In 1985, the classic film “The Breakfast Club” sent five high school students to all-day attention, where they wrote those words about themselves. The film is excellent, showing the cultural values of idealism, family, and fear. The Breakfast Club addresses stereotyping very well. It shows how everyone’s lives are different and that everyone has this fear of not fitting in. The film is a comedy and drama from the teens running around, to them making fun of each other’s lunches. This film is set 30 years ago but still provides an understanding of the teenager’s peer culture and how they interact.
As the characters in The characters struggle with the need to be perfect in the eyes of their parents, and their actions reflect it. Family troubles are an important aspect of the story. During the movie, I began to notice that the characters have a fear of rejection, whether it be from parents or classmates. This makes them isolate themselves from explicit stereotypical groups. At the closing of the movie, the teens also display a fear of their relationships coming to end after detention. The Breakfast Club eliminates common stereotypes by showing how each person is the same and going through the same struggles in life.
This film does an excellent job of showing the stereotypes, the cultural clash between teenagers and adults, and how parents shape the high school experience of each child. High school, hearing those words you might think of good memories, or you might think of bad ones. Whichever it is, you can relate to the stereotypes that are shown in the film. Maybe in high school, you were the geek who wanted to date the prom queen or the big-time athlete who hated the criminals. Or perhaps you were the basket case that wanted nothing more to be the prom queen. No matter which one, in the end, The Breakfast Club is easy to connect to.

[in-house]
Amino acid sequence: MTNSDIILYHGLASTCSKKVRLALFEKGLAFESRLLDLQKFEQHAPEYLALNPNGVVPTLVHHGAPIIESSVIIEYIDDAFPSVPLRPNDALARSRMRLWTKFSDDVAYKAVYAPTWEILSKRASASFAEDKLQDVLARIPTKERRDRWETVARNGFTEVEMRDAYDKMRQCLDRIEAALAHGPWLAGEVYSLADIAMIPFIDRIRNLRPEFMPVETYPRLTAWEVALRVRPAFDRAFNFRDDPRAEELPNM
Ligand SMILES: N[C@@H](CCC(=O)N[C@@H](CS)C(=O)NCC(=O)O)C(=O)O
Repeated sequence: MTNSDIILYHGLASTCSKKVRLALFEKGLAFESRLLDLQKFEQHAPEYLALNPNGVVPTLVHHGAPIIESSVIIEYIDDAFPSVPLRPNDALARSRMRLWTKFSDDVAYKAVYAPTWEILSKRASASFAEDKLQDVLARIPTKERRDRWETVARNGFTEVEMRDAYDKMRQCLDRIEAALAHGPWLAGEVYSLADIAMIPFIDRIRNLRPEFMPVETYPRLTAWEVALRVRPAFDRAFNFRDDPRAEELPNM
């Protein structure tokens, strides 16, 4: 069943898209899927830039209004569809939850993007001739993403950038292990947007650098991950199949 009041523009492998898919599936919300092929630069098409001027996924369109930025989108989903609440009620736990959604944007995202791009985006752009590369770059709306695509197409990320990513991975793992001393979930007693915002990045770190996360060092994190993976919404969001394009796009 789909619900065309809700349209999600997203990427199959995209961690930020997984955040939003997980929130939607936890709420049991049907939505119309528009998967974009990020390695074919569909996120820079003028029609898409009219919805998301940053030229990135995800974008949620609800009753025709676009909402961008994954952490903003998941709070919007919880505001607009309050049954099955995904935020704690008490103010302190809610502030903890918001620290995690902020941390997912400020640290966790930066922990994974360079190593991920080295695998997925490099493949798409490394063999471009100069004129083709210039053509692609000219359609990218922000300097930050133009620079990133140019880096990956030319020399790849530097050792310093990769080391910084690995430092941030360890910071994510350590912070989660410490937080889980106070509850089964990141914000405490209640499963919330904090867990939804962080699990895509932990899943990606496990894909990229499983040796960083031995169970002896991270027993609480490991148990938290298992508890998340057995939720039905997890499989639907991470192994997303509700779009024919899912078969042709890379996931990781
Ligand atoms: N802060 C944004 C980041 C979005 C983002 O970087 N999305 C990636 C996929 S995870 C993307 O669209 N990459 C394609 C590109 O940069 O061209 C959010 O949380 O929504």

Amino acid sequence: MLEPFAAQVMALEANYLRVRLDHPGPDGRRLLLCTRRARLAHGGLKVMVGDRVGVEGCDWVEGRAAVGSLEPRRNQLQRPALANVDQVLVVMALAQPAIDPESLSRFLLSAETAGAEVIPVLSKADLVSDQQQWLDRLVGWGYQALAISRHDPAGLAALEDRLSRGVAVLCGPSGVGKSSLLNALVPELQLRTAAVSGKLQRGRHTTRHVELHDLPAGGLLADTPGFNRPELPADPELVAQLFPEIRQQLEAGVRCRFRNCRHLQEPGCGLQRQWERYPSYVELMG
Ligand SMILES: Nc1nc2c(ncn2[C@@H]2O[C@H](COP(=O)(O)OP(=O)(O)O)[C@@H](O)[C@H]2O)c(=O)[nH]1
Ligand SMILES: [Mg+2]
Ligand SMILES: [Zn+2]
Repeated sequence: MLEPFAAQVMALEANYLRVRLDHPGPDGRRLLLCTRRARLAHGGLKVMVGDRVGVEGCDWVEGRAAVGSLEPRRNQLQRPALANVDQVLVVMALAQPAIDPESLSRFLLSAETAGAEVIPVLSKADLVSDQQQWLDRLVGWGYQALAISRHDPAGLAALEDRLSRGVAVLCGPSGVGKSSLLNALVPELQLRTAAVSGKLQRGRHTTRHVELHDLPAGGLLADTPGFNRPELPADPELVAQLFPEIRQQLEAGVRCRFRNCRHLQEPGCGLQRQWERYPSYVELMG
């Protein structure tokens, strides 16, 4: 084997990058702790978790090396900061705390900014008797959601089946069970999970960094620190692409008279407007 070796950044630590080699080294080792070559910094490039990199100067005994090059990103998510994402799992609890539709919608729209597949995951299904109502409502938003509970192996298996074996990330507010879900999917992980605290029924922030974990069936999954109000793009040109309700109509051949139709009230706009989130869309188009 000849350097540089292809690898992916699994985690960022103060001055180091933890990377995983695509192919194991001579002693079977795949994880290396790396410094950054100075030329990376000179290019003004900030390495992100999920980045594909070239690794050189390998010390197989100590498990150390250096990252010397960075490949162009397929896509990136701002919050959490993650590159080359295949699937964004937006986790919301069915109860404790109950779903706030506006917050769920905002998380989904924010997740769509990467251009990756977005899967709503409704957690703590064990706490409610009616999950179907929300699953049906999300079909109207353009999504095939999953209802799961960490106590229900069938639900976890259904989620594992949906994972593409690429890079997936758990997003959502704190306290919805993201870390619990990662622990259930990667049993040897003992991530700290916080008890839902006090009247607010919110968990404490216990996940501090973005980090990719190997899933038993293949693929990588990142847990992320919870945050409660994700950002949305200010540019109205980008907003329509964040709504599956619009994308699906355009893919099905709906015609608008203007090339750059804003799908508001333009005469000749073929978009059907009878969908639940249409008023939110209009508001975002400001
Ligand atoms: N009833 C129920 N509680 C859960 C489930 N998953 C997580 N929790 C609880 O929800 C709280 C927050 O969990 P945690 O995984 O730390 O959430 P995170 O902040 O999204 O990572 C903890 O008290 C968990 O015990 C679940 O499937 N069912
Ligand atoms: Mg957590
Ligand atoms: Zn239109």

One of the readings talks about the general underlying subject of a particular story, a recurring idea that often illuminates an aspect of the human condition. I think the theme of this story brings to light the elements of teenagers in the 80s and still today. This film is still so relevant to society, 35 years later, because it captures the societal ideas of stereotyping, the stigma of mental illness and bullying, which are genuine issues and tell a remarkable story.